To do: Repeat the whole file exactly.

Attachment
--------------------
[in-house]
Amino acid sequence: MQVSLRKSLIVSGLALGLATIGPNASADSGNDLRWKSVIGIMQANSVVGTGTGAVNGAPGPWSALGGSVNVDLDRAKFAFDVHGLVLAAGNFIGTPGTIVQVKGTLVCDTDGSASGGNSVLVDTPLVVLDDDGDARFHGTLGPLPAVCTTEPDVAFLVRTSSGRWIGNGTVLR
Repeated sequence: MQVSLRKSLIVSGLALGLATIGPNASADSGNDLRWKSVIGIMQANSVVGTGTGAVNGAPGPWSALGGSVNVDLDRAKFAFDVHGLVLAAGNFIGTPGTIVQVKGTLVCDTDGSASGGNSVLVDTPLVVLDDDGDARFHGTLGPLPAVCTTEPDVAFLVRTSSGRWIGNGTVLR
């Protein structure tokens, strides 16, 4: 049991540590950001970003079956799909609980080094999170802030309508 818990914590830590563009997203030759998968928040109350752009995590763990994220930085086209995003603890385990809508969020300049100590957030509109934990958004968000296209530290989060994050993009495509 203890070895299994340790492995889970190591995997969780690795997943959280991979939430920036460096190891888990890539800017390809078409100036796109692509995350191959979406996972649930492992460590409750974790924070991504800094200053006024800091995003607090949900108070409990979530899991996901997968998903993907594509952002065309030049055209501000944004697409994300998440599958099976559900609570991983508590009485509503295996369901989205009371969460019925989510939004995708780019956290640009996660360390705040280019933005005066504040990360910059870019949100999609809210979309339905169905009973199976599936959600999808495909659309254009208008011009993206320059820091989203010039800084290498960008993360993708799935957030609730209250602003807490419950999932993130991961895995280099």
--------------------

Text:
[in-house]
Amino acid sequence: MQVSLRKSLIVSGLALGLATIGPNASADSGNDLRWKSVIGIMQANSVVGTGTGAVNGAPGPWSALGGSVNVDLDRAKFAFDVHGLVLAAGNFIGTPGTIVQVKGTLVCDTDGSASGGNSVLVDTPLVVLDDDGDARFHGTLGPLPAVCTTEPDVAFLVRTSSGRWIGNGTVLR
Repeated sequence: MQVSLRKSLIVSGLALGLATIGPNASADSGNDLRWKSVIGIMQANSVVGTGTGAVNGAPGPWSALGGSVNVDLDRAKFAFDVHGLVLAAGNFIGTPGTIVQVKGTLVCDTDGSASGGNSVLVDTPLVVLDDDGDARFHGTLGPLPAVCTTEPDVAFLVRTSSGRWIGNGTVLR
């Protein structure tokens, strides 16, 4: 049991540590950001970003079956799909609980080094999170802030309508 818990914590830590563009997203030759998968928040109350752009995590763990994220930085086209995003603890385990809508969020300049100590957030509109934990958004968000296209530290989060994050993009495509 203890070895299994340790492995889970190591995997969780690795997943959280991979939430920036460096190891888990890539800017390809078409100036796109692509995350191959979406996972649930492992460590409750974790924070991504800094200053006024800091995003607090949900108070409990979530899991996901997968998903993907594509952002065309030049055209501000944004697409994300998440599958099976559900609570991983508590009485509503295996369901989205009371969460019925989510939004995708780019956290640009996660360390705040280019933005005066504040990360910059870019949100999609809210979309339905169905009973199976599936959600999808495909659309254009208008011009993206320059820091989203010039800084290498960008993360993708799935957030609730209250602003807490419950999932993130991961895995280099």